(This is the last post in a two-part series. You can see Part One here.)
The new “question-of-the-week” is:
What do you think is the toughest part of teaching and how do you deal with it?
In Part One, Roxanna Elden, Robert Ward, Cindi Rigsbee, Megan Allen, Dr. Jenny Grant Rankin, Daniel Jerome, and Lois Weiner shared their answers. You can listen to a 10-minute conversation I had with Roxanna, Robert and Cindi on my BAM! Radio Show. You can also find a list of, and links to, previous shows here.
Today, Jen Schwanke, Amanda Koonlaba, Jennifer Orr, Allison Rodman, Patricia (Tish) Jennings, Peter P. Leibman and Bill Ivey contribute their thoughts. I’ve also included comments from readers.
Response From Jen Schwanke
Jen Schwanke is the author of You’re the Principal! Now What? Strategies and Solutions for New School Leaders (ASCD). Schwanke began her career as a language arts educator and is currently a principal for the Dublin City School District in Dublin, Ohio. A graduate instructor in educational leadership, she has written frequently for literacy and educational leadership publications and blogs about her experiences in learning and leading at jenschwanke.com. Follow Schwanke on Twitter @Jenschwanke and Instagram @jenschwanke:
No one is going to deny that teaching is tough. It’s a challenging job, for two separate but simultaneous reasons. The first is management, and the second is the emotional investment that is required to be a teacher.
Getting it all done. Each day, whether we teach 25 students or 125 students, there are piles of things to work on. We can never really seem to catch up.
Paperwork, documentation, and data collection. Keeping track of student growth has become a requirement and, therefore, we have to devote constant attention to it.
Long hours and days. In a lot of ways, teaching has become an around-the-clock, around-the-year thing. Evenings after school are filled with paperwork and planning; summers are spent in on professional reading and professional development.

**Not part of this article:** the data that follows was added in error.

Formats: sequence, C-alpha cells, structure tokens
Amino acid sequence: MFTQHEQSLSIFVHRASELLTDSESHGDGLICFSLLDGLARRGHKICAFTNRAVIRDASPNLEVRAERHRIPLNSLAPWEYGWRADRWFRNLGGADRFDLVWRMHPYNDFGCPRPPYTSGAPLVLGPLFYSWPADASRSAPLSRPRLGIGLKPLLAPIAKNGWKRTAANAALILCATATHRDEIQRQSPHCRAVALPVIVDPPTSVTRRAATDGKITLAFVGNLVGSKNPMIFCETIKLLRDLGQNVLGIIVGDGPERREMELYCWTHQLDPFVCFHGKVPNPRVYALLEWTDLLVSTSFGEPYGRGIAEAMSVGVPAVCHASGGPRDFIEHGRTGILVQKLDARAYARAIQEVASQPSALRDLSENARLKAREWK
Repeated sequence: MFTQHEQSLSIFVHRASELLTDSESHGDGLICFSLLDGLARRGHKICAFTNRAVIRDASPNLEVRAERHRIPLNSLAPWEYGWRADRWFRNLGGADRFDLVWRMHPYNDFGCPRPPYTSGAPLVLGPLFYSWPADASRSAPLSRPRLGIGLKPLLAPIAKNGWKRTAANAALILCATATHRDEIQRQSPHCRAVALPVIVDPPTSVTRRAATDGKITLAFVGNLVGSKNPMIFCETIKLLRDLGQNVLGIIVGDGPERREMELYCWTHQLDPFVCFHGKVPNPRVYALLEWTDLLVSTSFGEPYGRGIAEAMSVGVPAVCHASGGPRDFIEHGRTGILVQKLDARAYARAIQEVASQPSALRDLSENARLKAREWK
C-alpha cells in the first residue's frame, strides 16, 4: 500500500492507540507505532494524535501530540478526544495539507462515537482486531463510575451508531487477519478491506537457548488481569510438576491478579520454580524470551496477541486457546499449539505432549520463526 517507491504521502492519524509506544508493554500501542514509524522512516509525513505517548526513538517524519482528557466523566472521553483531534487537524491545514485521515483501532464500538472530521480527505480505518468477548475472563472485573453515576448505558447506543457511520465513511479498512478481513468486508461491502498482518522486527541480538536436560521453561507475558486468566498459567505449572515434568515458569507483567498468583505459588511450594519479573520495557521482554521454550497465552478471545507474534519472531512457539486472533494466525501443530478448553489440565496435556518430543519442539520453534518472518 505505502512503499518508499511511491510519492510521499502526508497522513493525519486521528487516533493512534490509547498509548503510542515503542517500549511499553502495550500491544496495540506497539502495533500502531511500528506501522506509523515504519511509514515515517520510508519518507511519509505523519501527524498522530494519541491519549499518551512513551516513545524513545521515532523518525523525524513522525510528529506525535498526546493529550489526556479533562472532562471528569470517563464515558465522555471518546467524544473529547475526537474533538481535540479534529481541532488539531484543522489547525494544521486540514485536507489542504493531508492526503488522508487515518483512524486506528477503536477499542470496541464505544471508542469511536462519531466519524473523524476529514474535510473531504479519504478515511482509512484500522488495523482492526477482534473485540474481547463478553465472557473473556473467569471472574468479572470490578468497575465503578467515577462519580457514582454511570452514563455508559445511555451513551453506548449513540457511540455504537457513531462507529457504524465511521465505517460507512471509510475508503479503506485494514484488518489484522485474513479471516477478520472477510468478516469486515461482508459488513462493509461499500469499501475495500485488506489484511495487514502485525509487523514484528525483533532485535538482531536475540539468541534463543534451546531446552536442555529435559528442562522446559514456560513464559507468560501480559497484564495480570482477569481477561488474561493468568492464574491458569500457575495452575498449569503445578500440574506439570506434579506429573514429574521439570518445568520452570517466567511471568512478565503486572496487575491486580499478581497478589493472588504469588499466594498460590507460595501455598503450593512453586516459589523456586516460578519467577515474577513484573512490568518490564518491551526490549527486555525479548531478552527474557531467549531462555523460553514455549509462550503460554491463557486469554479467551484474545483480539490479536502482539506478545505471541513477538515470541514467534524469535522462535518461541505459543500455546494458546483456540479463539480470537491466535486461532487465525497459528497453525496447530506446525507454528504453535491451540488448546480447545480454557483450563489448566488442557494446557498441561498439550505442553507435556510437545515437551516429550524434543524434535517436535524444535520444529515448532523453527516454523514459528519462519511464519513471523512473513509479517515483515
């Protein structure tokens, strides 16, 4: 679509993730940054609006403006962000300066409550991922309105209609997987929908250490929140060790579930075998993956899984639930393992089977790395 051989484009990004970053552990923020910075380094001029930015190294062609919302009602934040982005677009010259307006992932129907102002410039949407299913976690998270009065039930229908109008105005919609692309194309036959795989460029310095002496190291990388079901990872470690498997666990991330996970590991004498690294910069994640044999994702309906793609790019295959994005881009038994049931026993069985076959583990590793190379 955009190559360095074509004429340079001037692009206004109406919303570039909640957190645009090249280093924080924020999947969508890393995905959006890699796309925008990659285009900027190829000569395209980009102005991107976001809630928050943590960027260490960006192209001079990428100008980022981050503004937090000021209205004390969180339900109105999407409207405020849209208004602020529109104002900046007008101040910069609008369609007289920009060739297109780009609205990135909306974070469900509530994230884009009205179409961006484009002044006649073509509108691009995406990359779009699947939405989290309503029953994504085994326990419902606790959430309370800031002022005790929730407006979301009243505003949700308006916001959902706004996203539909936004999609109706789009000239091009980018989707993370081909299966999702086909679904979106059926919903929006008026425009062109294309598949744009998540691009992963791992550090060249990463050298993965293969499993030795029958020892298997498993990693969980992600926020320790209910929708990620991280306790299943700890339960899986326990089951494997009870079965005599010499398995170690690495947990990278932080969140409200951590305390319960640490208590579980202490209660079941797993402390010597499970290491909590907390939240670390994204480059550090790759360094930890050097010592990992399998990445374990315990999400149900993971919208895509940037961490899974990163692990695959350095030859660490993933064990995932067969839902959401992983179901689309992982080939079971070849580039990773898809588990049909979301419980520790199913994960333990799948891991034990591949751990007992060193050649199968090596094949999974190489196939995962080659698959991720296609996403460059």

Balance with other requirements of our lives. Juggling the needs of our families and loved ones, or trying to focus on some other aspect of ourselves, can feel overwhelming. It’s tricky to excel in our work as teachers when we’re trying to get better at everything else, too.
Teaching is also an emotional challenge:
There’s never really an endpoint. We can teach our hearts out, and then the school year ends and we gather our energy and we do it all again. And again. And again. There’s never a time we can actually wipe our hands on a proverbial apron and declare, “Well. That’s done.”
Success measurements are subjective. Our success isn’t necessarily measured in what we know about students and their learning--it’s measured with standardized tests that are can’t capture all the great things we’re doing.
Accolades and satisfaction must come from within. Rarely does someone stop to say, “Thank you. I really appreciate all the things you are doing.” Teachers have to find our own motivation and satisfaction with the work.
Parents. The spectrum is wide: parents who want nothing to do with us, and parents who want to take over and do it themselves. Each one of them requires a different approach.
Expectations. Expectations are constantly changing for teachers, and they come from everywhere: School and district leadership, state mandates, parents, colleagues, and students themselves.
Constant reflection. It’s what makes us effective—the ongoing search for ways to improve instruction--but it also means there’s always an underlying vulnerability. We walk around all the time with a little cartoon bubble above our heads that asks, “What can I do better?”